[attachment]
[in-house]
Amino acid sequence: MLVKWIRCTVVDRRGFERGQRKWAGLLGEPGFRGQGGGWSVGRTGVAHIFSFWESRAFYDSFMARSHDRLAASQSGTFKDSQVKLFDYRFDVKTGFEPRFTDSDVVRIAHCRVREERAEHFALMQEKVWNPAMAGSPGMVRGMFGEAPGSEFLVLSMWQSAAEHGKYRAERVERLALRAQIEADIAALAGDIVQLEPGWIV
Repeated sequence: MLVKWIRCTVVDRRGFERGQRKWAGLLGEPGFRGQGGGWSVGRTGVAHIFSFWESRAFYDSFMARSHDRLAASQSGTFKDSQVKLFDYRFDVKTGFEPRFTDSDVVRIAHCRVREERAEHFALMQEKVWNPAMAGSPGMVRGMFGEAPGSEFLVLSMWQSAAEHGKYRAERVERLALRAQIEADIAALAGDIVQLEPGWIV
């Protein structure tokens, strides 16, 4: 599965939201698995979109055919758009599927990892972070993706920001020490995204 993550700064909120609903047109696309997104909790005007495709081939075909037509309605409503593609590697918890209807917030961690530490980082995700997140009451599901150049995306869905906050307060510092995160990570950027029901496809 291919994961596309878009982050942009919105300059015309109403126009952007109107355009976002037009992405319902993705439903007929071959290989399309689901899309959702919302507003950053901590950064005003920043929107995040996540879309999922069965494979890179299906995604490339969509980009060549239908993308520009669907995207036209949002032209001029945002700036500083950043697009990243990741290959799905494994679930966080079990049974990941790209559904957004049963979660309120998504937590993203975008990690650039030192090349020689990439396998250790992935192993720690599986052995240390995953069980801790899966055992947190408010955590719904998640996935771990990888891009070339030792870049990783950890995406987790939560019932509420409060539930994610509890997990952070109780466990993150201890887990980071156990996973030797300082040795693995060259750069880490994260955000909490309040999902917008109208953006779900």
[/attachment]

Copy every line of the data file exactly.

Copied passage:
[in-house]
Amino acid sequence: MLVKWIRCTVVDRRGFERGQRKWAGLLGEPGFRGQGGGWSVGRTGVAHIFSFWESRAFYDSFMARSHDRLAASQSGTFKDSQVKLFDYRFDVKTGFEPRFTDSDVVRIAHCRVREERAEHFALMQEKVWNPAMAGSPGMVRGMFGEAPGSEFLVLSMWQSAAEHGKYRAERVERLALRAQIEADIAALAGDIVQLEPGWIV
Repeated sequence: MLVKWIRCTVVDRRGFERGQRKWAGLLGEPGFRGQGGGWSVGRTGVAHIFSFWESRAFYDSFMARSHDRLAASQSGTFKDSQVKLFDYRFDVKTGFEPRFTDSDVVRIAHCRVREERAEHFALMQEKVWNPAMAGSPGMVRGMFGEAPGSEFLVLSMWQSAAEHGKYRAERVERLALRAQIEADIAALAGDIVQLEPGWIV
């Protein structure tokens, strides 16, 4: 599965939201698995979109055919758009599927990892972070993706920001020490995204 993550700064909120609903047109696309997104909790005007495709081939075909037509309605409503593609590697918890209807917030961690530490980082995700997140009451599901150049995306869905906050307060510092995160990570950027029901496809 291919994961596309878009982050942009919105300059015309109403126009952007109107355009976002037009992405319902993705439903007929071959290989399309689901899309959702919302507003950053901590950064005003920043929107995040996540879309999922069965494979890179299906995604490339969509980009060549239908993308520009669907995207036209949002032209001029945002700036500083950043697009990243990741290959799905494994679930966080079990049974990941790209559904957004049963979660309120998504937590993203975008990690650039030192090349020689990439396998250790992935192993720690599986052995240390995953069980801790899966055992947190408010955590719904998640996935771990990888891009070339030792870049990783950890995406987790939560019932509420409060539930994610509890997990952070109780466990993150201890887990980071156990996973030797300082040795693995060259750069880490994260955000909490309040999902917008109208953006779900």